How to Care for Bromeliads After Blooming

Bromeliads have marvelous leaves. Even if they never bloomed, these unique plants are eye-catching just for their foliage, which often comes in stripy, spotted, and variegated patterns.

But bloom they do, and it only makes them all the more stunning.

Bromeliads encompass a striking range of species. Pineapples (Ananas comosus) and air plants (Tillandsia spp.), two very different species, are both in the Bromeliaceae family.

A close up vertical image of a bright red and yellow bromeliad inflorescence growing in the garden. To the center and bottom of the frame is green and white printed text.

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But one thing that almost all bromeliads have in common is that they have the same unusual habit of blooming and then dying.

We aren’t just going to toss our plants into the nearest trash after they flower, though. For one, they might live another year or two before they die completely.

On top of that, bromeliads put out offshoots that can be propagated and nurtured as new specimens. It’s an ongoing cycle that can keep you in bromeliads.

As such, the key is to figure out how to care for bromeliads as and after they flower. Coming up, this is what we’ll discuss:

Don’t confuse the colorful bracts on the plant with the actual flowers.

Actually, it doesn’t matter if you confuse them, since they go hand-in-hand and appear at the same time. But if you’re curious about the structures, let’s discuss.

Bromeliad flowers tend to be small and appear in clusters at the end of the flower stem. This is known as an inflorescence, and it is enclosed by colorful leaf-like bracts.

It’s the bracts that people often mistake for being the flowers. The floral stems can be up to 15 feet long or under an inch tall, depending on the species.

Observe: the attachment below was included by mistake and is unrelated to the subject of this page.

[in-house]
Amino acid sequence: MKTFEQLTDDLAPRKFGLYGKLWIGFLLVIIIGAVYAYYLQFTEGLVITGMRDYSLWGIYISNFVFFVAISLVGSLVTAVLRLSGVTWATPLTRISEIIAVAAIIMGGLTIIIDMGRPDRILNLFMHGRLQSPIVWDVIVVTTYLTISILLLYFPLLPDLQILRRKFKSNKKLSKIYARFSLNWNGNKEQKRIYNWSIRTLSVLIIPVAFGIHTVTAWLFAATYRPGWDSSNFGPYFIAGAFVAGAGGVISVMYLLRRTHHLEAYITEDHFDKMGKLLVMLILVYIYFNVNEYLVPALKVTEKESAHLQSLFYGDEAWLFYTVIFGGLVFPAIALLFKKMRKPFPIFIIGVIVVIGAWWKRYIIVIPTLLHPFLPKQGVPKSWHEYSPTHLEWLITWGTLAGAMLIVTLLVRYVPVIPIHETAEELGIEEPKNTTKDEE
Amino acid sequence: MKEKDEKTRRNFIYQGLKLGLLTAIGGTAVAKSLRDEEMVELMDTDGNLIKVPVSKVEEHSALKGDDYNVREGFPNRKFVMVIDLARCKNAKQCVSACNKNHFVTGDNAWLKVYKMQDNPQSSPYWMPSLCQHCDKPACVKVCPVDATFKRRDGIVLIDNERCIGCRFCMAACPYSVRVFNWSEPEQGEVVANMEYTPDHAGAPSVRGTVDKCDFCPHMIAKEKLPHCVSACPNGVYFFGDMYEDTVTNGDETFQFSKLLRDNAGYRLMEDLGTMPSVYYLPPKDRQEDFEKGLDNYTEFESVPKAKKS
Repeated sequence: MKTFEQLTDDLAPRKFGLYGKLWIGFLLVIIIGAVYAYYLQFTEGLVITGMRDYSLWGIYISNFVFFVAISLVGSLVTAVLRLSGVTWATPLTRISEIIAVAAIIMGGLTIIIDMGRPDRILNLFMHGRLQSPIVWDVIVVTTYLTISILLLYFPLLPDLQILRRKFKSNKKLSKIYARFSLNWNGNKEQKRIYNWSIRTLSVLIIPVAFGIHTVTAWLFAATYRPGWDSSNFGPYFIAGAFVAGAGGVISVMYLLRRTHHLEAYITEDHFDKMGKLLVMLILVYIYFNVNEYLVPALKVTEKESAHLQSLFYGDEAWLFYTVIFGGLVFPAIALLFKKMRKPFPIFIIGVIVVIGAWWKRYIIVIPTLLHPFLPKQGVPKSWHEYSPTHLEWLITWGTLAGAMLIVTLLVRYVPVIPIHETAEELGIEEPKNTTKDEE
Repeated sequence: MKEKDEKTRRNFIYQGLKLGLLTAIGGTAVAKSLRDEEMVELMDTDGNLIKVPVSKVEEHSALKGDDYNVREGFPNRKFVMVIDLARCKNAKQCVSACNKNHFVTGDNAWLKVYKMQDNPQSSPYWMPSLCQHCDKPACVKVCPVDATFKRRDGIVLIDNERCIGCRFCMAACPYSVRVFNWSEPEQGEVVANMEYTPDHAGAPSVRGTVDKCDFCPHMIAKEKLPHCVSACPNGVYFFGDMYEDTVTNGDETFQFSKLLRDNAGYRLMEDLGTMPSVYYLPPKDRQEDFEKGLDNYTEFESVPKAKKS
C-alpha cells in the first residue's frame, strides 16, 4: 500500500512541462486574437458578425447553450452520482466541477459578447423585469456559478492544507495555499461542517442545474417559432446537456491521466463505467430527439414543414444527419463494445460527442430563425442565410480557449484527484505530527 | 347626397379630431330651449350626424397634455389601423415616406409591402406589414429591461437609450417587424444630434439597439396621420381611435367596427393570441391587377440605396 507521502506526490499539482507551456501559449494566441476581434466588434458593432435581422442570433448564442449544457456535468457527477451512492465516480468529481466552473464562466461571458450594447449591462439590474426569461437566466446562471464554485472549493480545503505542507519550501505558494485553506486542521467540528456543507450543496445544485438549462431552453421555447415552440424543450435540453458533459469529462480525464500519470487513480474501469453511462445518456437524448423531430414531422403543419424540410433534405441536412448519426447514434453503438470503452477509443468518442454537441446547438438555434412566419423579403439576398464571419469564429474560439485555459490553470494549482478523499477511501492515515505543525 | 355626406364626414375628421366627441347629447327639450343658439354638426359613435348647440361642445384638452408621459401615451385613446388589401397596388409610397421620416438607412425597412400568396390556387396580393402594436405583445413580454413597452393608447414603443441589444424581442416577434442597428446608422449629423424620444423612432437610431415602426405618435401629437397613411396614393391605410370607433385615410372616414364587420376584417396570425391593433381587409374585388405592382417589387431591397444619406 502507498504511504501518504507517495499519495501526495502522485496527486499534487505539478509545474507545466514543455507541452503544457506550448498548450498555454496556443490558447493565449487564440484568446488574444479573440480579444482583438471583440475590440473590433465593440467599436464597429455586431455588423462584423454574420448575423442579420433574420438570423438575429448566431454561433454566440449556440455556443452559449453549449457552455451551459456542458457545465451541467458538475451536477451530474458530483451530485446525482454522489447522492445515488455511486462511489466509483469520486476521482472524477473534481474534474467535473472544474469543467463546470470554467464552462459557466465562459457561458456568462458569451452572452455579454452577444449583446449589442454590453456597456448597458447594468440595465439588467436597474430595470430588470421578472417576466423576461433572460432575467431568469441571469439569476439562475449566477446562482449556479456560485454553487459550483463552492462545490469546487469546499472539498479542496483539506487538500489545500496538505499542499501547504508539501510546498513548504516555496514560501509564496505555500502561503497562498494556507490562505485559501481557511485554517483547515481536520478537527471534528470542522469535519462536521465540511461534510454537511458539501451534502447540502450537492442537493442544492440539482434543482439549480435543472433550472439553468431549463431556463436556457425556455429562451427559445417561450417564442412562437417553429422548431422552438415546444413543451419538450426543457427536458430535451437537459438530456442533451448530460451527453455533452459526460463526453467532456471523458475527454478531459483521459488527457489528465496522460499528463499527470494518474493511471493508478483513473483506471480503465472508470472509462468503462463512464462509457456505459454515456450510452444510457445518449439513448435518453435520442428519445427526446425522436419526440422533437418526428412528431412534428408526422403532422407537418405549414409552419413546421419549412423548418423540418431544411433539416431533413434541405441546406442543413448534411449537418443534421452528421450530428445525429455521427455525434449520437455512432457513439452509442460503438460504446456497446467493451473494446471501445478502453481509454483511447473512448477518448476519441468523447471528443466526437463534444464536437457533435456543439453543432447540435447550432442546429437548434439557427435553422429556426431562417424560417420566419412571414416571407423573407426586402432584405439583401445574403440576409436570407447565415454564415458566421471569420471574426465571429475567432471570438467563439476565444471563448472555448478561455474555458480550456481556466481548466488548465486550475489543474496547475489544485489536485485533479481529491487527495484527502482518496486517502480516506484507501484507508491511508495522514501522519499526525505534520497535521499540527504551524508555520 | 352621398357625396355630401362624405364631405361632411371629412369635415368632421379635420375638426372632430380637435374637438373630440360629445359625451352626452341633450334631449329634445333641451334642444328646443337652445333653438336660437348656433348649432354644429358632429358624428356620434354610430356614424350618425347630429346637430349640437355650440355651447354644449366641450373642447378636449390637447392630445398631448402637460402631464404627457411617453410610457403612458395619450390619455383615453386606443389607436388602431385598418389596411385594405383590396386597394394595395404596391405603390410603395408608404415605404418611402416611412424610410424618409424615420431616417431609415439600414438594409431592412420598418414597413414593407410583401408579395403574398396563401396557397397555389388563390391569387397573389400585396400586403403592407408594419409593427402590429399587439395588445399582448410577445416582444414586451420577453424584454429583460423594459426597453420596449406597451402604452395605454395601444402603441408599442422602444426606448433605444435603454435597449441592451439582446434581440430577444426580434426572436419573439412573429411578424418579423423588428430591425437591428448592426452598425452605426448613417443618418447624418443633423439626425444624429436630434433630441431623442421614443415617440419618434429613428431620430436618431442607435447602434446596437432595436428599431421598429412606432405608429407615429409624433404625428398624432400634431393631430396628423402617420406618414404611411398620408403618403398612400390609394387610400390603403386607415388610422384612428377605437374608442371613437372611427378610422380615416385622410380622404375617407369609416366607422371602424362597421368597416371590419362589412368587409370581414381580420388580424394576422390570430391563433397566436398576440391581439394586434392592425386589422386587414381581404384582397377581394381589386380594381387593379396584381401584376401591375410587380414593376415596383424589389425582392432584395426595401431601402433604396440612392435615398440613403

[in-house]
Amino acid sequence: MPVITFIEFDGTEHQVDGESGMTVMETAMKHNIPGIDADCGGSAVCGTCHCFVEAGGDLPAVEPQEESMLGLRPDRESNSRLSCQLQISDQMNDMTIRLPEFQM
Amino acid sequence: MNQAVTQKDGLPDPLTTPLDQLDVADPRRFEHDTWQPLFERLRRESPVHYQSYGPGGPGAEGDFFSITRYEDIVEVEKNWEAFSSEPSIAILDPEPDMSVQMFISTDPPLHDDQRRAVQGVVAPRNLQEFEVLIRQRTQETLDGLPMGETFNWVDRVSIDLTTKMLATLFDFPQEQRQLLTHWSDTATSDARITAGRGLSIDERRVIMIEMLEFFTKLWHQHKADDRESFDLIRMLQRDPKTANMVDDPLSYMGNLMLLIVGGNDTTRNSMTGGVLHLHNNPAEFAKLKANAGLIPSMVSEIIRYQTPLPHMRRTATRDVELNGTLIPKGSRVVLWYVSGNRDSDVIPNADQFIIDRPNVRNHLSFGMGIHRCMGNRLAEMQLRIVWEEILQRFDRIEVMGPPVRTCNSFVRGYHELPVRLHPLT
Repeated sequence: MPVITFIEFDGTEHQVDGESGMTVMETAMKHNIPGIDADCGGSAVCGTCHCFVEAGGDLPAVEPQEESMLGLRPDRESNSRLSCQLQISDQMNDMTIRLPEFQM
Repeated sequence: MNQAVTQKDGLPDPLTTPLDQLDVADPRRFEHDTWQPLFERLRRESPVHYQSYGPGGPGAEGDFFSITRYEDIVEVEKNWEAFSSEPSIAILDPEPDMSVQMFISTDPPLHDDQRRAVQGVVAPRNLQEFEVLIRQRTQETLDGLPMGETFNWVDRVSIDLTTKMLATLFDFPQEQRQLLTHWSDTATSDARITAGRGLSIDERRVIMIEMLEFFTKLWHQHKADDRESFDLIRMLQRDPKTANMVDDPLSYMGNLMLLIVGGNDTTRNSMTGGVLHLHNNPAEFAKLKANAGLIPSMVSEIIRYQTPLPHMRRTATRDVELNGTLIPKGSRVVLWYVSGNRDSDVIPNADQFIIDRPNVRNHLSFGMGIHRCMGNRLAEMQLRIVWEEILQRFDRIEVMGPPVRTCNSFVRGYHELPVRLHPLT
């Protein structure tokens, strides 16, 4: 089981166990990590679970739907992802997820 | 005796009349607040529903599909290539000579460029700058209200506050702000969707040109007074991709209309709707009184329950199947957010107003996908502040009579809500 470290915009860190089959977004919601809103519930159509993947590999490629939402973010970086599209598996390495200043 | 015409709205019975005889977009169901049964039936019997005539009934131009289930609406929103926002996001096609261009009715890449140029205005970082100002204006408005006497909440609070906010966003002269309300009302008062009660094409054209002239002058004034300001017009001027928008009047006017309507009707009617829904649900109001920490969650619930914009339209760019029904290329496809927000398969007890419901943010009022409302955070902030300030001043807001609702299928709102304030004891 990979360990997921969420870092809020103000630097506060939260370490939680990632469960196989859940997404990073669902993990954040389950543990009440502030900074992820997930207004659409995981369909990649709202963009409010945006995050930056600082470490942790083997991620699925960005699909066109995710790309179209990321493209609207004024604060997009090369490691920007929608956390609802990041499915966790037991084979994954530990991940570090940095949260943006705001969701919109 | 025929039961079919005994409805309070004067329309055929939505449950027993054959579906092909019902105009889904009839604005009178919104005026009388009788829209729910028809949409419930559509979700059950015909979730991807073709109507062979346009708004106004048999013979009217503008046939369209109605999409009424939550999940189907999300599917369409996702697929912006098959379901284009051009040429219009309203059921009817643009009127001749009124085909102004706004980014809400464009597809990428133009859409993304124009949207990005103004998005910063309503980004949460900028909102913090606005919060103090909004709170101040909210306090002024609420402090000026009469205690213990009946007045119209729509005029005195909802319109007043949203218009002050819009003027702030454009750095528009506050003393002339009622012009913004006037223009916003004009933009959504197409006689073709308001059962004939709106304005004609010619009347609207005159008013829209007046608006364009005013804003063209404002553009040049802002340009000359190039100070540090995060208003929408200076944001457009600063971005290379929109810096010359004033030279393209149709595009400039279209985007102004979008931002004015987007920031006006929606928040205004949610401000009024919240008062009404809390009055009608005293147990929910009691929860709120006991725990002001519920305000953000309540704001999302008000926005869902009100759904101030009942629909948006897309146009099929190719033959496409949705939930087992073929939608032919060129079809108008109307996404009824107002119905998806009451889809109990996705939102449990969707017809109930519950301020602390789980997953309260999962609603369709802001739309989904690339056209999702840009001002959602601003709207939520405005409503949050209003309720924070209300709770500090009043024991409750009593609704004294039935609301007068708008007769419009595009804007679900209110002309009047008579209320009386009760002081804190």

Each actual flower has three petals and three sepals. They appear in groups, but they’re still not nearly as noticeable as the bracts.

Now let’s talk about how the the lifecycle works.

Do Bromeliads Only Flower Once?

The short answer is “yes,” most bromeliads flower one time, and then the parent plant dies.

The exceptions are species in the Dyckias and Hechtias genera, and some Tillsandia species, including Spanish moss (T. usneoides). These species can bloom repeatedly.

A close up horizontal image of a bright pink and purple bromeliad flower growing in the garden.

But just because the plant will start to fade after the flowers emerge, that doesn’t necessarily mean that it should be tossed out.

Even though the parent plant dies back, it will put out what are called “pups” or offshoots.

These small plantlets will eventually mature into adult specimens, so you’ll have another bromeliad (or five!) to grow and enjoy.

Why Does This Happen?

Most bromeliads are what is known as monocarpic.

Plants like cherry trees, lavender, roses, and other perennials are polycarpic, which means they produce blossoms and seeds annually for many years before dying.

Monocarpic plants produce seeds one time, and then they die.

A close up horizontal image of bright red bromeliads growing outdoors in the garden.

However, it’s important not to confuse monocarpic plants with annuals. Annuals complete their lifecycle in one year.

Monocarpic plants can live for years before they flower and set seed, but when they do, the parent plant will die. It might happen rapidly, or it might take a few years, but die, they will.

In the case of most terrestrial bromeliads, the plants can live for decades before they bloom.